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AN UNFINISHED WAR...Seyran Margaryan studies at the Armenian National University of Architecture and Construction. He is a participant of the April war.

Every Armenian generation has its share of war, its share of struggle.

Seyran’s grandfather, Seyran Margaryan Senior, took part in the border battles of Noyemberyan, Ijevan and Sisian as a member of the Yerkrapah volunteer detachment in the 1990s.

Seyran’s father, Gagik, is a participant in both the Artsakh war and the April war. Gagik was 17 years old when he secretly left the house and joined his freedom-fighting father. He was in a hurry, he was in a hurry, he thought the war would end and he would not be able to fight the enemy. Could young Gagik know that 24 years later he would go to Artsakh again, this time to stand by his son?




After graduating from the first year of the institute, Seyran was drafted into the army. The service began in a training unit, then he was transferred to the Talish battalion.

AN UNFINISHED WAR...The place of service was beautiful with many magnificent landscapes. The turquoise of the Tartar River is still in his mind.

… It was spring, the awakening of nature, the trees had just blossomed, it was April …

“We went down from the outpost to our permanent location. For those on duty, the ‘sleep’ command sounded an hour earlier than usual. “We went to sleep tired and broken,” Seyran recalls. “At about two o’clock, Artur Darbinyan, the battalion commander, entered the barracks and gave the ‘alarm’ command. Shots were fired, gradually increasing.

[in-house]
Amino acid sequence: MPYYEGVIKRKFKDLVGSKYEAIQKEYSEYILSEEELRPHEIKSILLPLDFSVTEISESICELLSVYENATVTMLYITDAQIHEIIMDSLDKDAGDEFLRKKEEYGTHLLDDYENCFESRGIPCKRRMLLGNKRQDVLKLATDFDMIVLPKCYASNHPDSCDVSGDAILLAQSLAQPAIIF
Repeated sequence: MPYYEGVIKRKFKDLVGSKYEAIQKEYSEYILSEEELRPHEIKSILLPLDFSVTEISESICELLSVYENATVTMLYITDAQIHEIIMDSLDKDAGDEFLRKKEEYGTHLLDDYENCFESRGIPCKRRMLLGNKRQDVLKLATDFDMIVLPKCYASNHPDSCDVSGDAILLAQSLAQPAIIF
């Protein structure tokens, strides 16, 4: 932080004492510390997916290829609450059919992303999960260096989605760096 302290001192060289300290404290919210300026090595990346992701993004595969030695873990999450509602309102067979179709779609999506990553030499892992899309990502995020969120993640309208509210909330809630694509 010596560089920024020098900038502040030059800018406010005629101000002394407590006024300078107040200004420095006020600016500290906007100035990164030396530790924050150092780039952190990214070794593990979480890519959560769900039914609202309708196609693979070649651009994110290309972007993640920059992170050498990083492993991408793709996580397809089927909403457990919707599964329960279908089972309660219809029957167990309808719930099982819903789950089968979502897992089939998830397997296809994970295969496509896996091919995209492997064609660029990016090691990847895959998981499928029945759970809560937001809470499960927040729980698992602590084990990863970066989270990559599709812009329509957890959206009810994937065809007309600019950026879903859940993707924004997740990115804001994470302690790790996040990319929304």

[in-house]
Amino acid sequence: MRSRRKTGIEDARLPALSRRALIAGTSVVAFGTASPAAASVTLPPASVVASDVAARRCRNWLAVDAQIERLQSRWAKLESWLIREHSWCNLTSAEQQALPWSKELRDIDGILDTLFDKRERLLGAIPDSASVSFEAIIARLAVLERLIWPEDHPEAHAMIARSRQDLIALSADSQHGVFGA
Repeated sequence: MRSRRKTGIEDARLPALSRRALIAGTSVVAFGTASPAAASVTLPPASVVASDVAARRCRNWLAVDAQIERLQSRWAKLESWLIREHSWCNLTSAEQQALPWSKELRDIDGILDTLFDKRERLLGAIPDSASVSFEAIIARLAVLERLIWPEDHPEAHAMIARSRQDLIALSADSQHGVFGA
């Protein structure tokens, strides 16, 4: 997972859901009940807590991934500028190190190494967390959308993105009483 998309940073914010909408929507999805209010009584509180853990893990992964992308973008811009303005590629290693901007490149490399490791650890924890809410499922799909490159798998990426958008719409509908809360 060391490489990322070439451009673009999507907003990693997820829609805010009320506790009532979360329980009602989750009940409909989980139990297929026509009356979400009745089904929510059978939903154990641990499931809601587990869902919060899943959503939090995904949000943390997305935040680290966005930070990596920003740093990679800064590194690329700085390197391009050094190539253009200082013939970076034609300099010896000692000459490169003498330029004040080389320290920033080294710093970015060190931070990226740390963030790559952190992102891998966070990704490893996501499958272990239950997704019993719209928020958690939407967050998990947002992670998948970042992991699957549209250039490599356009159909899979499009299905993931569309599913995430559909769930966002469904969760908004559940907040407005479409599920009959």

Minutes later, we were ready and standing in uniforms and armed. There was a torrent of fire on all four sides.”

Only after the daybreak were they able to move to the positions, from where the enemy’s tanks and soldiers could be seen with the naked eye.

“It’s a war, boys, don’t be frightened,” the commander encouraged.

He called home a few days later. He imagined the anxiety of the family. The mother said that the father was already at the forefront. Only a few hundred meters away from each other, a father and son were fighting, and only ten days after the ceasefire they met in the ruined village of Talish. Even now he remembers that meeting with excitement.




After the war, they often meet with army friends. They discuss different issues together and initiate different projects.

Seyran Margaryan decided to continue his service to the homeland after graduating from the university.



Category: #17 (1337) 29.04.2020 - 5.05.2020, National army, Destinies, Spotlight